Food purveyors and consumers alike have been inundated with news about trans fat. This section will explore what trans fat is, its health implications, and how the foodservice industry is being impacted.
Lets start with a quick review of fats. All fats are a combination of different fatty acids. The particular pattern of fatty acids gives the fat their flavor profile and cooking attributes, as well as their health affects. Fats can be characterized as saturated or unsaturated, depending on the number of hydrogen atoms attaching the fatty acids together. Generally, saturated fats, which contain the maximum number of hydrogen atoms, are solid at room temperature, while unsaturated fats, with fewer hydrogen atoms, are liquid at room temperature.
An industrial process called hydrogenation, in which hydrogen gas is forced through unsaturated vegetable oils such as soybean oil, adds hydrogen to the chemical structure, causing them to become “partially hydrogenated”. The new chemical structure formed is a trans fatty acid (usually referred to as trans fat).
Traditional liquid vegetable oils, are less stable under heat and therefore have a reduced oil life. Once hydrogenated, however, these fats take on more of the characteristics of saturated fats, which allow them to perform better in baking and frying.
Small amounts of trans fat do occur naturally in meat and dairy products, but the majority consumed today are created through the manufacturing of liquid oils to partially hydrogenated fats. Foods that typically contain trans fat are foods fried in partially hydrogenated oils and baked goods that contain hydrogenated oils.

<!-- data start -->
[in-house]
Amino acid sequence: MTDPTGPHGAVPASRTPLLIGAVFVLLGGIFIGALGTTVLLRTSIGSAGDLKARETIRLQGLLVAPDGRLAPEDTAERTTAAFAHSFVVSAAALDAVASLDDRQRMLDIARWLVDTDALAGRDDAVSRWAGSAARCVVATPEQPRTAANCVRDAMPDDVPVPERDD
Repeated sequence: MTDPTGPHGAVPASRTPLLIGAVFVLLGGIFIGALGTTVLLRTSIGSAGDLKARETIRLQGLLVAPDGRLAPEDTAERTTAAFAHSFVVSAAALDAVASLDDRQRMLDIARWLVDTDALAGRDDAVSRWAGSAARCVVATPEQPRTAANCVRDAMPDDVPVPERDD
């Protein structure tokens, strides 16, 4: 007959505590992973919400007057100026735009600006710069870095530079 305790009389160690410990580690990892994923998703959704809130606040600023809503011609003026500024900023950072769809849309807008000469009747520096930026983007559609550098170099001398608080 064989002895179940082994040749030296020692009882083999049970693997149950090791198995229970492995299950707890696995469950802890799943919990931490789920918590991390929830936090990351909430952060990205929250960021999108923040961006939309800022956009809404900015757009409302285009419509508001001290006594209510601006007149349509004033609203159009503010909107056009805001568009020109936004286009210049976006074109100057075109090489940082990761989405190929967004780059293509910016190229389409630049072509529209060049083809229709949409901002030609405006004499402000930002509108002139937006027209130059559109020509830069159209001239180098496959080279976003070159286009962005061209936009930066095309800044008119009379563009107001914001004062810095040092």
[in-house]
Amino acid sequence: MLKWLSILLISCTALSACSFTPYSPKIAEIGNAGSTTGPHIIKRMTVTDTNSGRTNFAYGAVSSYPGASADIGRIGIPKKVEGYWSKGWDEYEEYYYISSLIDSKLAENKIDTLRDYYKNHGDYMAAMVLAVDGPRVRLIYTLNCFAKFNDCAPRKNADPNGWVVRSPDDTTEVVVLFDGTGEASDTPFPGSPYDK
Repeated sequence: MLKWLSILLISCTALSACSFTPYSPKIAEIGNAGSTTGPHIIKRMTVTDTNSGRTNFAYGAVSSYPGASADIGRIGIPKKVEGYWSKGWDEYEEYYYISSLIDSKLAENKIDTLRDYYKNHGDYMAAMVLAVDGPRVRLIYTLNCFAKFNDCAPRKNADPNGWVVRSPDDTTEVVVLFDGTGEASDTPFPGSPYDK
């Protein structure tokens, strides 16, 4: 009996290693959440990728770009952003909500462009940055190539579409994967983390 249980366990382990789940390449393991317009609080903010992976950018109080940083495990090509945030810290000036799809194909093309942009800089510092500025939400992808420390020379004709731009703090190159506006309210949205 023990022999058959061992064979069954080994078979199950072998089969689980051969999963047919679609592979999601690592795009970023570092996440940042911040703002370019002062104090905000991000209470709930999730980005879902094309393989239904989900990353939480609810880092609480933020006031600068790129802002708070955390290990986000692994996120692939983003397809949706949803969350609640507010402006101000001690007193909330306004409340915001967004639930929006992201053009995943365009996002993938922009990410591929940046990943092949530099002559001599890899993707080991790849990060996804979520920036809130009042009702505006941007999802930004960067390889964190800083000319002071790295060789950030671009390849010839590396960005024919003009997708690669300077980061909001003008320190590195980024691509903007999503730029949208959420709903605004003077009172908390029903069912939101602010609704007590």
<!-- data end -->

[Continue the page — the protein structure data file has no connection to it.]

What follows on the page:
For more information, visit the FDA.gov website.
Trans fat is generally considered harmful, so recommendations are to limit its intake. It is not clear how much trans fat people are consuming daily, but the FDA estimates that the average daily intake of trans fat in the U.S. population is about 5.8 grams or 2.6 percent of calories per day for individuals 20 years of age and older.
The American Heart Association recommends that trans fat intake be limited to less than 1% of total calories, or approximately 2 to 2.5 grams of trans fat per day.
The U.S. Government’s recommendation in its 2005 Dietary Guidelines for Americans is to consume less than 10% of calories from saturated fat and “keep trans fatty acid consumption as low as possible.”
For more detailed information on specific health studies and continuing research visit these sites:
Once thought to be a healthier alternative to saturated fats, trans fat is now considered a major health concern. There is sufficient research that links trans fat with coronary heart disease (CHD).
Trans fat negatively impacts blood cholesterol. It raises low density lipoproteins (LDL), also know as “bad” cholesterol levels and lowers high density lipoproteins (HDL) or “good” cholesterol levels, increasing the risk of developing heart disease and stroke.
In general, HDL helps remove cholesterol from the blood by carrying it back to the liver where the body can get rid of it, while LDL carries cholesterol through the body making it available for deposit into the arteries. Continuing research suggests that a diet high in trans fat may contribute to other serious health problems as well.